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Sunday, November 20, 2011

"Damned Elusive Pimpernel" Is a Welcome Delight


The Scarlet Pimpernel

Book & Lyrics by Nan Knighton, Music by Frank Wildhorn
Directed by Sandy Richens Cohrs

Reviewed by Keith Waits

Entire contents copyright © 2011 Keith Waits. All rights reserved.

Before The Dark Knight there was Zorro, and before Zorro there was…The Scarlet Pimpernel?  The name of this elusive hero may not have the same resonance for modern audiences as the more immediately recognizable characters who were influenced by him, but the original outlaw hero hiding behind an ineffectual alter ego is right here in the guise of Sir Percy Blakeney.

Although he is placed in the historical context of the early days of the French Revolution by his creator, the Baroness Emmuska Orczy, Percy’s story is pure fiction, a fantasy of an English nobleman rescuing French aristocrats from “Madame Guillotine.” It is a grand adventure story here adapted into a pretty fair musical. Originally produced in New York in 1997, the score is sound enough, with a handful of better-than-average songs and some deliciously campy scenes of Percy and his compatriots, the “League of The Scarlet Pimpernel.”  They are portrayed as not the most masculine bunch in the first place, but as we watch Percy train them in the fine art of foppishness so they will not readily be suspected of being heroic or fearless, the resulting superciliousness is hilarious to behold, culminating in the triumphant number “The Creation of Men.”

Director Sandy Richens Cohrs clearly delights in such scenes, which expose the hollowness of cliché images of masculinity and play well for modern audiences accustomed to a broader spectrum of male iconography. If it makes the remainder of the story seem a little more traditional, closer to so many other costumed adventures, it at least is given a spirited reading by a skilled cast.

Brian Douglas Barker makes a very charismatic Percy, and opening night found him in fine voice. Jennifer Poliskie was every bit his equal as his wife, Marquerite St. Just. Their strained relationship gives the story nice tension and forces her character into the action. Gary Tipton brought his wily veteran’s eye to the villain Chauvelin; and the same is true of Rich William’s Robespierre, who elicits solid laughs with his broad comic French accent.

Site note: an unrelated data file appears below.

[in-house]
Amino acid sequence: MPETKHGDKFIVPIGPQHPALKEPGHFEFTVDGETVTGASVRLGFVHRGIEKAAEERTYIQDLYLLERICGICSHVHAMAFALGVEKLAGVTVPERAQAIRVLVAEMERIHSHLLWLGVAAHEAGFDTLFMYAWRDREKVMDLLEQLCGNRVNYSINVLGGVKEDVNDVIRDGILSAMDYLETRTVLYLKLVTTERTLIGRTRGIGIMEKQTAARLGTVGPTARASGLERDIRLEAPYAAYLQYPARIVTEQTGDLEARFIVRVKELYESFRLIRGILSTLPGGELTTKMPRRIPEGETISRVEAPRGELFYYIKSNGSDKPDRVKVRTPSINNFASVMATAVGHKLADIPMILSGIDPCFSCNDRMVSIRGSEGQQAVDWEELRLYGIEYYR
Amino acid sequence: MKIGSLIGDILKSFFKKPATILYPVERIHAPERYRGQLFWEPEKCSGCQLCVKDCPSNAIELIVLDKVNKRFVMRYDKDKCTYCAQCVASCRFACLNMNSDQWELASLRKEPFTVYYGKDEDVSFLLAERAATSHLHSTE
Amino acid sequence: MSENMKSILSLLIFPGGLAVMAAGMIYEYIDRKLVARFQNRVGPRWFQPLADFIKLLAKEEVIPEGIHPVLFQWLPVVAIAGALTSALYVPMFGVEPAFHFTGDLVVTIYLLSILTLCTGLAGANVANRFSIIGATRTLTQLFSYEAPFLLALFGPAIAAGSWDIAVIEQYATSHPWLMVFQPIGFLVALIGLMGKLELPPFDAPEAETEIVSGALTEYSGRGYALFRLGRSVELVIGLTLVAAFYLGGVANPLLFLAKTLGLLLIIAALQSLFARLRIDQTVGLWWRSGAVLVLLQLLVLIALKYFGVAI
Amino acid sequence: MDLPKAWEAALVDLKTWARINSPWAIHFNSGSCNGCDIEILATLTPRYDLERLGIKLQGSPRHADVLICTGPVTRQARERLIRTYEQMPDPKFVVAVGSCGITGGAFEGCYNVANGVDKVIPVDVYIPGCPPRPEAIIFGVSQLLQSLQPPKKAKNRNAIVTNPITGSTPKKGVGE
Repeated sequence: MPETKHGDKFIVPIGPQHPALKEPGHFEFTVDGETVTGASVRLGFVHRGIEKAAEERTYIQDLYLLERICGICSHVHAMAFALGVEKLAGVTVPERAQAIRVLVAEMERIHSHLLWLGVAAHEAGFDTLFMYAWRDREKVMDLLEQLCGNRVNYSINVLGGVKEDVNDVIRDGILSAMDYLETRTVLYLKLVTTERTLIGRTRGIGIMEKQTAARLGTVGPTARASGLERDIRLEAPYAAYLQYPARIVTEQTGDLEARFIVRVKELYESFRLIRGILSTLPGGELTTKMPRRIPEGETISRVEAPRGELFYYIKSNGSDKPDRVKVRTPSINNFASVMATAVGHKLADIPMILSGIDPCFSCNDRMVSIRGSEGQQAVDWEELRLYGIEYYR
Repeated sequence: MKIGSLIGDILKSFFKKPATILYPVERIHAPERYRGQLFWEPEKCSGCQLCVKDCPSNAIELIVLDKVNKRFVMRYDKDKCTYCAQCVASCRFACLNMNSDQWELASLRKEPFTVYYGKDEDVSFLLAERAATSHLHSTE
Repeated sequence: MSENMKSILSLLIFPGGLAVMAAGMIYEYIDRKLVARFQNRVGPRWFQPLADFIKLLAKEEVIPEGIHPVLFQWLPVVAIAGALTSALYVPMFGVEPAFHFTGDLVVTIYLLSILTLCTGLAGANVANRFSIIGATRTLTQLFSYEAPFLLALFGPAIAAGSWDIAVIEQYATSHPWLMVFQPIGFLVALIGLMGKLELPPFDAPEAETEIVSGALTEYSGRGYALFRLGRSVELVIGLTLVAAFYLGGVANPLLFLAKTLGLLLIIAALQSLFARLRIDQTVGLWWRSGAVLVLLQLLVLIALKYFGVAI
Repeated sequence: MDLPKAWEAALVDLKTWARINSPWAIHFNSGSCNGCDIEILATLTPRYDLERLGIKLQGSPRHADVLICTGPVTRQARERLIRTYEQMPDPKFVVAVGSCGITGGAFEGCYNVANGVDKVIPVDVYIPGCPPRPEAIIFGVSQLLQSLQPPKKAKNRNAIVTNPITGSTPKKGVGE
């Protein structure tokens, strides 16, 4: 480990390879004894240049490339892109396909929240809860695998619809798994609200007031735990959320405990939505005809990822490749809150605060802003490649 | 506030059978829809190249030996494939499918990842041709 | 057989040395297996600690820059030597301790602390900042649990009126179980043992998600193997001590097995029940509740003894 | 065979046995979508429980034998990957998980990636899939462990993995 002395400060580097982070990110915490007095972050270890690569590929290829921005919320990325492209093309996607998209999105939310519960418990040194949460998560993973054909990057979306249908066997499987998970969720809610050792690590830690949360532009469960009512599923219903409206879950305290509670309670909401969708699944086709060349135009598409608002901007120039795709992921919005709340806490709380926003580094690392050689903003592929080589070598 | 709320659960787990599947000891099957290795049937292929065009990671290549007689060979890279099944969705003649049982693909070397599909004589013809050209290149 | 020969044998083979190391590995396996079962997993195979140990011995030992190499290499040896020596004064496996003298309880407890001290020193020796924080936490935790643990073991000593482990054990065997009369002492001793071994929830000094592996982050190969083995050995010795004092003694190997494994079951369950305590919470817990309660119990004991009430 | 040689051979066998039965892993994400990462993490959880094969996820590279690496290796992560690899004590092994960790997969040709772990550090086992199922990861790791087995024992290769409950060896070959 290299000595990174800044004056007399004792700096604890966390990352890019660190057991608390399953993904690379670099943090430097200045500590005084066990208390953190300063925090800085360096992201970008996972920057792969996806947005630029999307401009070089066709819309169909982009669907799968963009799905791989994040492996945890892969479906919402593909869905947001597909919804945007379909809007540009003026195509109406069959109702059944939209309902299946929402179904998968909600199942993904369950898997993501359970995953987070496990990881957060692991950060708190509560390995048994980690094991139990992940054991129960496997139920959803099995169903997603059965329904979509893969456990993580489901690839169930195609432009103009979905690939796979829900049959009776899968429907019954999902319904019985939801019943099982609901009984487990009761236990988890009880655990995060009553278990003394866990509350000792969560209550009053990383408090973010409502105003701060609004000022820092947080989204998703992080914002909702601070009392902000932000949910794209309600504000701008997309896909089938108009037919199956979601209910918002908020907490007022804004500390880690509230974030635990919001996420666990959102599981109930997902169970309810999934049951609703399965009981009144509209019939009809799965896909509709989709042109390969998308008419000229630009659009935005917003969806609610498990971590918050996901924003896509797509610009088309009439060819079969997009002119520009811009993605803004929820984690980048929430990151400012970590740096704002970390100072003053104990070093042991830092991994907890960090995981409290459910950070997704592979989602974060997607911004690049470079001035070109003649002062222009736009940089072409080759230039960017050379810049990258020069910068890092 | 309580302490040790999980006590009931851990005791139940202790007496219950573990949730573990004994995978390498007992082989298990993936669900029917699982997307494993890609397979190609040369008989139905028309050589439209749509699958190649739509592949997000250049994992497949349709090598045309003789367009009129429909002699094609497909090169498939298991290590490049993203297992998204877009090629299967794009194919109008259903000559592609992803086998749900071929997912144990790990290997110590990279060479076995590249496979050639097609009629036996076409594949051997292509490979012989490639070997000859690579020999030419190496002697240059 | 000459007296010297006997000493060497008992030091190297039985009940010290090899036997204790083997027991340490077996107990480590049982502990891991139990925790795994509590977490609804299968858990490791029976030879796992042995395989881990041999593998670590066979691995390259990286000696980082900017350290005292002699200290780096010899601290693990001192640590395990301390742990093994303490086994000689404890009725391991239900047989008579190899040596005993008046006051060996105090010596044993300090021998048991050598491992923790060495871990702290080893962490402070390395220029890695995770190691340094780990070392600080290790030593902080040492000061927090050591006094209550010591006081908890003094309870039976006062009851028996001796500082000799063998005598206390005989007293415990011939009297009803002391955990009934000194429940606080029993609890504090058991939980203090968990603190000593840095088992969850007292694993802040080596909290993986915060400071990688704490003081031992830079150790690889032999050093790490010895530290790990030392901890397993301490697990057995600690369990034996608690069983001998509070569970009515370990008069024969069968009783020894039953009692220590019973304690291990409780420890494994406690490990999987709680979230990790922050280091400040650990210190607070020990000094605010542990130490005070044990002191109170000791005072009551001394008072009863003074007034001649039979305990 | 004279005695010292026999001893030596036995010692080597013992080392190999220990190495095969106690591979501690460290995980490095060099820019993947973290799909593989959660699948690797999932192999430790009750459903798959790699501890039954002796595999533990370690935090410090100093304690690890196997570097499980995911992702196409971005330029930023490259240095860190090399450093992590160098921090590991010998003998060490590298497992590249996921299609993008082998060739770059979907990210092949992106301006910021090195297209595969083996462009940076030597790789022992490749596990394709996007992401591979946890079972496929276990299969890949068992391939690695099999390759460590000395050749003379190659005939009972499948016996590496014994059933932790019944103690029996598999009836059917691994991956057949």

The remainder of the cast delivers solid support and, if not all strong singers, the group harmonies in the chorus were smartly arranged and effectively delivered. Most importantly, everyone seemed to be having fun onstage, which resulted in a buoyant energy throughout the evening. One of Ms. Cohrs' strengths as a director/choreographer is in knowing exactly what demands she can place on performers of varying degrees of experience in the skills required for musical theatre. The movement was simple but suitably graceful or slapstick as was required at any given moment. My only quibble on this subject was the climactic duel with swords, which lacked any sense of threat or danger. If this scene could have contained one-half the bravura displayed by the “League of The Scarlet Pimpernel,” it would have helped avoid a slight downturn in the show’s impact in the closing moments.

The quality of the vocals, particularly from Ms. Poliskie and Mr. Barker, is assured, and I was grateful to hear them, sans microphones, in the intimate environs of The MeX. The pre-recorded score was a cut above the usual examples, less tinny and with slightly fuller arrangements, although there were several times the score and the cast seemed to be competing against each other. Some tweaking of the volume would be warranted, I think. 

The original production of The Scarlet Pimpernel met with mixed commercial and critical reception, but the show apparently has something of a cult following. I found it to be funny and entertaining — a musical that doesn’t take it itself too seriously, embraces silliness (always a virtue) and has not been so often produced as to have worn out its welcome. The opening night audience was full, but not quite sold out, and received Pimpernel with enthusiasm.

Featuring: Brian Barker, Jennifer Poliskie, Gary Tipton, Bryce Blair, Kathy Todd Chaney, Aaron Davenport, Eddie Dohn, Katie Hay, Carolyn Holbrook, Amber Hurst, Sydney Jones, Angela Mayfield, Brian Morris, Janet Morris, Jeremy O'Brien, Josh O'Brien, Kim Perry, Richard Ray, Jim Reid, Howard Whitman and Rich Williams.

The Scarlet Pimpernel

November 18, 19, 25 & 26 @ 8 p.m.
November 20 & 27 @ 2 p.m.

The As Yet Unnamed Theatre Company
The MeX Theatre, The Kentucky Center
501 West Main Street
Louisville, KY 40202
502-584-7777

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